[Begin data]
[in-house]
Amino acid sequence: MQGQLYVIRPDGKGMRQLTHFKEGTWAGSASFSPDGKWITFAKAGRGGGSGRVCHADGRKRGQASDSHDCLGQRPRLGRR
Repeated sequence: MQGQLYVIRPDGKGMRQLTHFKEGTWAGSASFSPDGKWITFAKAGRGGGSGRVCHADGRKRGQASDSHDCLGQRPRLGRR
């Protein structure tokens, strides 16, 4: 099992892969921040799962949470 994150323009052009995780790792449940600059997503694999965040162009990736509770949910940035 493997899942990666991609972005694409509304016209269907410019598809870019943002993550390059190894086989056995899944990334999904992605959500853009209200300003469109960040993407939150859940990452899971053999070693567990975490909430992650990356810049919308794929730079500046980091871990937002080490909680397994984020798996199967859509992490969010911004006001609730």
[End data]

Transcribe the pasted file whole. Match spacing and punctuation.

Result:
[in-house]
Amino acid sequence: MQGQLYVIRPDGKGMRQLTHFKEGTWAGSASFSPDGKWITFAKAGRGGGSGRVCHADGRKRGQASDSHDCLGQRPRLGRR
Repeated sequence: MQGQLYVIRPDGKGMRQLTHFKEGTWAGSASFSPDGKWITFAKAGRGGGSGRVCHADGRKRGQASDSHDCLGQRPRLGRR
């Protein structure tokens, strides 16, 4: 099992892969921040799962949470 994150323009052009995780790792449940600059997503694999965040162009990736509770949910940035 493997899942990666991609972005694409509304016209269907410019598809870019943002993550390059190894086989056995899944990334999904992605959500853009209200300003469109960040993407939150859940990452899971053999070693567990975490909430992650990356810049919308794929730079500046980091871990937002080490909680397994984020798996199967859509992490969010911004006001609730």